To date, NASA has launched a total of 166 manned space missions on rockets and thirteen X-15 rocket flights over the US Air Force’s definition of space flight altitude. United States, 260,000 feet (80 km).
X-15 missile aircraft (1959-1968)
North America X-15 X-15 in flight with engine The X-15 was a NACA experimental hypersonic research aircraft with rockets, developed in collaboration with US Air Force and the army. The design was characterized by a thin fuselage with sidewalls that contained fuel and early computerized control system. The requests for proposals were issued on December 30, 1954 for the cell and on February 4, 1955 for the rocket motor.
The aircraft contract was awarded to North American Aviation in November 1955, and the XLR30 motor contract was awarded to Reaction Motors in 1956, and three aircraft were built. The X-15 was launched from the wing of one of the two Stratofortresses Boeing B-52 of NASA, tail number NB52A 52-003 and NB52B, tail number 52-008 (known as Balls 8).
The launch took place at a height of approximately 45,000 feet (14 km) and a speed of approximately 500 miles per hour (805 km / h). Twelve pilots were selected for the program by the Air Force, the Navy and NACA (later NASA).
A total of 199 flights were made between 1959 and 1968, which made it the official world record for the fastest speed ever achieved by a manned aircraft equipped (effective as of 2014), and a maximum speed of Mach 6.72, 4.519 miles per hour (7,273 km / h).
Eight pilots received wings from the Air Force astronaut to fly over 260,000 feet (80 km), and two flights by Joseph A. Walker exceeded 100 kilometers (330,000 feet), qualifying as space flights according to the Aeronautical Federation international.
Apollo Program (1961-1972)
Apollo Program. Apollo 11: Buzz Aldrin on the Moon, 1969. The American public’s perception of the Soviet leadership in the space race (putting the first man in space) motivated President John F.
Kennedy to ask Congress on May 25 for 1961 that he would engage the federal government in a program to attract a man. The Moon in the late 1960s, which actually launched the Apollo program. Apollo was one of the most expensive US science programs of all time.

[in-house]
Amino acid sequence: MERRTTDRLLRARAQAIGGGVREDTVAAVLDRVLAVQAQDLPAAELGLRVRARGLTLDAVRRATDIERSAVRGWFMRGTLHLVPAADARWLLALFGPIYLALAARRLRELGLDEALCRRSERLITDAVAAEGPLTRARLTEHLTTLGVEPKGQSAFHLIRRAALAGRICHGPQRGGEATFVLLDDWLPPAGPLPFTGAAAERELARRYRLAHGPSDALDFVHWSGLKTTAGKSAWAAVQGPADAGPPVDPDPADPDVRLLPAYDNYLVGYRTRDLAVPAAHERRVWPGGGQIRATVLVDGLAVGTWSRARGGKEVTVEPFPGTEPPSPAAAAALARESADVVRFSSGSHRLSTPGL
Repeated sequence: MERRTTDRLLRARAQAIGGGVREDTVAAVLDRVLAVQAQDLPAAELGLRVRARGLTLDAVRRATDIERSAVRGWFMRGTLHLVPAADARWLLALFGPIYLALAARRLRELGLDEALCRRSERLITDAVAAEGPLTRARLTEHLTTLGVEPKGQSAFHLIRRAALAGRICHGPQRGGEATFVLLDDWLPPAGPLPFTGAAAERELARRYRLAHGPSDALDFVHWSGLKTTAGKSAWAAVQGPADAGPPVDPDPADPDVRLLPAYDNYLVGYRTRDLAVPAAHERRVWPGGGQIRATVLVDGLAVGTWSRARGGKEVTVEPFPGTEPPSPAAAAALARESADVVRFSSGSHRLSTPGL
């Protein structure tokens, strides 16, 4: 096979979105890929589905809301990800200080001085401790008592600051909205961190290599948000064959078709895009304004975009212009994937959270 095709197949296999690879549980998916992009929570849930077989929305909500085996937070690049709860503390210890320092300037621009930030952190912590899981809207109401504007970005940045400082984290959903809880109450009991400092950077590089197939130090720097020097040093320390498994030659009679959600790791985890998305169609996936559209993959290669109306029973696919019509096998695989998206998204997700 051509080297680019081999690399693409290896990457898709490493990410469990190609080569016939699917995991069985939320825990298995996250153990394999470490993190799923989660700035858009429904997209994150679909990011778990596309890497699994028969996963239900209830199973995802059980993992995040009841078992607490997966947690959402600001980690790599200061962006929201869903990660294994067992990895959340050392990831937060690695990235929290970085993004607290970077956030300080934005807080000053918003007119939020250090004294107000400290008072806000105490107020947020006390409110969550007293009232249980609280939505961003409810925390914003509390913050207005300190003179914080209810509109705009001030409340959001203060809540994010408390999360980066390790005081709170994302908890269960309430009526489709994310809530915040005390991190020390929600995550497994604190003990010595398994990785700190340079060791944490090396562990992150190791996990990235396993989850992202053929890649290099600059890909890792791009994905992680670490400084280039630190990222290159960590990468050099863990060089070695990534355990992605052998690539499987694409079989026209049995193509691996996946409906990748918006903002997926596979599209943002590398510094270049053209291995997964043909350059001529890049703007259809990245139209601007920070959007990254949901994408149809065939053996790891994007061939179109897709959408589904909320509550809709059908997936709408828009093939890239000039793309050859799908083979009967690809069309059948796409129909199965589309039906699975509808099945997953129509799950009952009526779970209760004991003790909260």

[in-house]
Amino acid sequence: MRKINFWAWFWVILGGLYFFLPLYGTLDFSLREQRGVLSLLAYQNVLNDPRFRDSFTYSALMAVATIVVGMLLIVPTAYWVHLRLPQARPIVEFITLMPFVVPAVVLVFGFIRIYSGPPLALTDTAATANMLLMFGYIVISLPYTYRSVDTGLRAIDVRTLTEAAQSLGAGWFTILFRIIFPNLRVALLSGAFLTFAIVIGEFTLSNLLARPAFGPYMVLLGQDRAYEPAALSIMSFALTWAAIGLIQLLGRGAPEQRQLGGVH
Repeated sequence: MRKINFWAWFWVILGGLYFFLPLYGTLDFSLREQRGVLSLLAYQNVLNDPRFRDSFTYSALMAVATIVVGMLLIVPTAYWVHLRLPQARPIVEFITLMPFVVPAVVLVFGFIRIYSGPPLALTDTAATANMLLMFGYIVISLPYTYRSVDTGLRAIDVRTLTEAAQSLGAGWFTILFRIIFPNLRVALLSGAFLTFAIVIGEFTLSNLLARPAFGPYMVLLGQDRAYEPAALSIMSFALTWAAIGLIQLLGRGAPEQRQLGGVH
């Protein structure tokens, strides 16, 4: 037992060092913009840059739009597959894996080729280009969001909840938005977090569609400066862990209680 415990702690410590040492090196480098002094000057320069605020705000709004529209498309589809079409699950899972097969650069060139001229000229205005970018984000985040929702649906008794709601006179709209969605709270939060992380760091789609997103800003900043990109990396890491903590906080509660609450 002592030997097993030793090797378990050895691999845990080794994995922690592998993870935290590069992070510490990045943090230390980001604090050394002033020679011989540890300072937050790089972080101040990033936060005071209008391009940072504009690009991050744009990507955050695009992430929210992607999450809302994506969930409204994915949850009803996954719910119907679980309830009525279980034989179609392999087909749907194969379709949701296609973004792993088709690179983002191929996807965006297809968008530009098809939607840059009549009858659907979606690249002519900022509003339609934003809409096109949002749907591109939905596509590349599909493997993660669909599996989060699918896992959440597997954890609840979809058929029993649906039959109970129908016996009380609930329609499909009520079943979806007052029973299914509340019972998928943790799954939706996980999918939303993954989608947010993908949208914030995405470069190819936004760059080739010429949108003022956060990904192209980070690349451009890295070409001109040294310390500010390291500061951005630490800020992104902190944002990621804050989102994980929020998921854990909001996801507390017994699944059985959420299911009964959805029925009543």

It has cost over $ 20 billion in dollars since the 1960s or an estimated $ 218 billion in current US dollars. (By comparison, the Manhattan Project cost about $ 27.8 billion, which represents inflation).
He used Saturn rockets as launch vehicles, which were much larger than rockets built for previous projects. Even the spacecraft was larger; it had two main parts, the combined command-and-service module (CSM) and the Apollo lunar module (LM).
The LM would be left on the Moon and only the command module (CM) containing the three astronauts would eventually return to Earth. The second human mission, Apollo 8, brought the astronauts for the first time on a flight around the Moon in December 1968.
In the following two missions the mooring manoeuvres required for the landing of the Moon were performed and finally, the landing of the Moon was made in the mission.
Apollo 11 mission in July 1969.
The first person to be on the Moon was Neil Armstrong, who 19 minutes later was followed by Buzz Aldrin, while Michael Collins orbited previously. Five successive Apollo missions also landed astronauts on the moon, the last in December 1972. During these six Apollo space flights, twelve men walked on the moon.
These missions returned a large amount of scientific data and 381.7 kilograms (842 pounds) of lunar samples. Topics covered by the experiments included soil mechanics, meteorites, seismology, heat flow, lunar fields, magnetic fields and solar wind.
The landing of the Moon marked the end of the space race; and as a gesture, Armstrong mentioned humanity when it came down to the moon. Apollo has placed important milestones in human space flight. It is found only by sending manned missions beyond low Earth orbit and landing humans in another celestial body.
The program has stimulated progress in many areas of peripheral technology for manned spaceflight and missiles, including avionics, telecommunications and computers.
Apollo has aroused interest in many fields of engineering and has left many physical structures and machines developed for the program as points of reference. Many objects and artifacts of the program are exhibited in various parts of the world, particularly in the Smithsonian Space and Aeronautical Museums.